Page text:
Regardless of which strategy you choose, you need to be focused to be successful. Spend a lot of time reading and deciding which strategy is right for you. Because once you dive in, it’s not a good idea to jump to another strategy when things get tough. This is one thing I see real estate investors doing all the time — they don’t commit to a strategy and therefore don’t hone the skills in any strategy enough to be successful. So with that said…

3. Become an expert in your chosen strategy.

In a lot of ways, real estate investing is a trade that you learn (1) by doing and (2) from working with others. That said, that is no excuse for you not to study up and educate yourself as much as possible. Consider the following:

  • Watch lots of YouTube videos — What can you NOT learn from YouTube? YouTube has thousands of videos from professionals and amateurs alike, sharing real estate stories and doling out advice. It’s easy to spend entire days watching these videos. Since I do a lot of my own rehabbing at my properties, I rely on YouTube a lot to show me exactly how to remove shower tile or fix a leaky faucet.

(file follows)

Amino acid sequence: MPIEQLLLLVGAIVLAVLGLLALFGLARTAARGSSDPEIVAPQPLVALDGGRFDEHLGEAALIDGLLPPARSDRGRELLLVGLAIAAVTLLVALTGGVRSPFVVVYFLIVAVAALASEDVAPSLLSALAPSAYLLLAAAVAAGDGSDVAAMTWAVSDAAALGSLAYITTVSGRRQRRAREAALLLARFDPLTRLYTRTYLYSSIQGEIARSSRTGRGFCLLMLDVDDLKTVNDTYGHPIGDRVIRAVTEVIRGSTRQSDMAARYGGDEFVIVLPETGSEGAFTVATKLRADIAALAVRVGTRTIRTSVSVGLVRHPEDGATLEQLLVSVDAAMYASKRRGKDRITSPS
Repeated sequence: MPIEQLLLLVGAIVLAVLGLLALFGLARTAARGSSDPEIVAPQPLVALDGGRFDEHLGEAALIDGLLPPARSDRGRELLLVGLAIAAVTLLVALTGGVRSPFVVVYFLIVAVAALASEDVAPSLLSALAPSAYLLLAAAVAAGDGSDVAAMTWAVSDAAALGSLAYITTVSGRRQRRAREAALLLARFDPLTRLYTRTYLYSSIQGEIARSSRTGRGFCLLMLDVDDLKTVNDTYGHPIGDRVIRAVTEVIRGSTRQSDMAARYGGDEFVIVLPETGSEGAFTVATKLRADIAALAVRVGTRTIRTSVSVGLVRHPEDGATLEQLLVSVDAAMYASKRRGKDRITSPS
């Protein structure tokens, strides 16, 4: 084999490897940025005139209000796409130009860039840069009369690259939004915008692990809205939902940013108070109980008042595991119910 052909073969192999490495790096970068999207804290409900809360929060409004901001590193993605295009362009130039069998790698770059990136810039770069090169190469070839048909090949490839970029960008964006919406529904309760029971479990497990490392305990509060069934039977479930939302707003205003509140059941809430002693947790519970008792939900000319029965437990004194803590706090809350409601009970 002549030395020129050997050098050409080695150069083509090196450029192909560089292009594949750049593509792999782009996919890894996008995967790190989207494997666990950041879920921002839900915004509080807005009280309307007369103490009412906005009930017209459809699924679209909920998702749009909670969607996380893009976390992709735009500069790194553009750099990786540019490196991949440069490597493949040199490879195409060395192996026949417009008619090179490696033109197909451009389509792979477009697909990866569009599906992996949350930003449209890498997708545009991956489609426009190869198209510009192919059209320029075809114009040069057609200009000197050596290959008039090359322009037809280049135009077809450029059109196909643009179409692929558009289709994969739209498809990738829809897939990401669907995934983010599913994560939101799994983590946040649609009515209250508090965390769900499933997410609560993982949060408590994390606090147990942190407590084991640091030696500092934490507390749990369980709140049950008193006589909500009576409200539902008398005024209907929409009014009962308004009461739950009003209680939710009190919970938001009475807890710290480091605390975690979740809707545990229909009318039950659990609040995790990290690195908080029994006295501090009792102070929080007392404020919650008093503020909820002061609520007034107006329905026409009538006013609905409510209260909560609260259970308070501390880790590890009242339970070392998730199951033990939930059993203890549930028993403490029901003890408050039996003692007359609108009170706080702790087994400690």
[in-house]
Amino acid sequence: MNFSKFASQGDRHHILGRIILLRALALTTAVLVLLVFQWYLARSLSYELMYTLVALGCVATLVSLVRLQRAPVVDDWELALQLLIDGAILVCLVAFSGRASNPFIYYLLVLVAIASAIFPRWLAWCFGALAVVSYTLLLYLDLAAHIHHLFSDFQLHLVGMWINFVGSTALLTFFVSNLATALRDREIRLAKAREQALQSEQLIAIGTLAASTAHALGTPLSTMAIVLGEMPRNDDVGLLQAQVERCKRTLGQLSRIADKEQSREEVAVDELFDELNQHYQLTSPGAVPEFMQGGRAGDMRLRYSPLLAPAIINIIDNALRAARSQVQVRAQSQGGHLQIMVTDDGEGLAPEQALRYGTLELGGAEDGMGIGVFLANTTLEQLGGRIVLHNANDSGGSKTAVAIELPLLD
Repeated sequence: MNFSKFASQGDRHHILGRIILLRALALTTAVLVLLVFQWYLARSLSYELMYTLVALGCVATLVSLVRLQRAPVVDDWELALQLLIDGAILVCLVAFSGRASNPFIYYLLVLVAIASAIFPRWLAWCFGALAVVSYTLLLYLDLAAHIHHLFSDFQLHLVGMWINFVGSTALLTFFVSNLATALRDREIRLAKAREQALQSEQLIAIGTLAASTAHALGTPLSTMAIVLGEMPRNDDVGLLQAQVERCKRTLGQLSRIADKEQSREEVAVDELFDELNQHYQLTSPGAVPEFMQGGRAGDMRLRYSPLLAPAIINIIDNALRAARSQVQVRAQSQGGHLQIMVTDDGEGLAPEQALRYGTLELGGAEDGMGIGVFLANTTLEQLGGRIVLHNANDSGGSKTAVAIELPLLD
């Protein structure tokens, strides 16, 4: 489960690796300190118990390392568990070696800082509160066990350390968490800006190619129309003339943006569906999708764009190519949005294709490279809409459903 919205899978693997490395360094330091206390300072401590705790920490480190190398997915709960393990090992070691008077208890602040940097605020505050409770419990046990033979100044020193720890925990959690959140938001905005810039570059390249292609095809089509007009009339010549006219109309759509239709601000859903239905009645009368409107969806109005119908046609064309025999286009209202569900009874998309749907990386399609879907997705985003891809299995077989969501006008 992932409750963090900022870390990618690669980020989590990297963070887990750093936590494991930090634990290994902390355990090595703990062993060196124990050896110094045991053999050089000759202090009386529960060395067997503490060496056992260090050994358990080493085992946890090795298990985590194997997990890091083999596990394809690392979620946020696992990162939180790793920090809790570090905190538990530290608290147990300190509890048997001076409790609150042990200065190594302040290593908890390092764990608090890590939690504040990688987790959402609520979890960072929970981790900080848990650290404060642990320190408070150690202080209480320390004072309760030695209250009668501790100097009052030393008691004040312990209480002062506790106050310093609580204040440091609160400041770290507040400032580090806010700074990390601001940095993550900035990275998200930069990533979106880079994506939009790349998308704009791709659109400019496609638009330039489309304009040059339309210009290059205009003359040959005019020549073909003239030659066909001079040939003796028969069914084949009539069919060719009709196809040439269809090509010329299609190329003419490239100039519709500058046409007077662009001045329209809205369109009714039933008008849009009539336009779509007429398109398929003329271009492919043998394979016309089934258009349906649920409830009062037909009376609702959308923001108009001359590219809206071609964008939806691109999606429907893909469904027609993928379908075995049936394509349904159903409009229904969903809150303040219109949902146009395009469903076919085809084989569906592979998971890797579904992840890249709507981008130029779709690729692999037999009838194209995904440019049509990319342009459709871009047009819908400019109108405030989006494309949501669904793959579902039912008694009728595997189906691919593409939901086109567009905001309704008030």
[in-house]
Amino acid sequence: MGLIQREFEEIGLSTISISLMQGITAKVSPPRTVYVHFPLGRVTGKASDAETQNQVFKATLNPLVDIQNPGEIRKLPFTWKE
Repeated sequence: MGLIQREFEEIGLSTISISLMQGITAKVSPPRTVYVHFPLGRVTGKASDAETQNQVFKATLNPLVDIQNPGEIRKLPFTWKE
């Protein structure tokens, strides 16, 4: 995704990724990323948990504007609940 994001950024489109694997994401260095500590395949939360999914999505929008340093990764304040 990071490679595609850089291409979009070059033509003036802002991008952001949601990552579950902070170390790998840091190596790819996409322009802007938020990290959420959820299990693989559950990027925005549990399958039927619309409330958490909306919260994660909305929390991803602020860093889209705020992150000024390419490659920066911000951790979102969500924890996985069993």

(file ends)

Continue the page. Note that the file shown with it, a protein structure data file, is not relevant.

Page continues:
• READ! — This is a no-brainer. YouTube and online courses are great, but everyone knows the best way to learn (besides through practice) is by reading. What I would do is spend afternoons just pulling books off the shelf at my local library. I’d sit and browse through them, checking out only the ones that spoke to me. Stay away from “guru” type books promising to make you millions, and you might as well stick to books written in the last seven to eight years to ensure the information is current. A classic book we like is Rich Dad Poor Dadby Robert Kiyosaki. It doesn’t focus on any one strategy, but it certainly touches on the philosophy of real estate investing.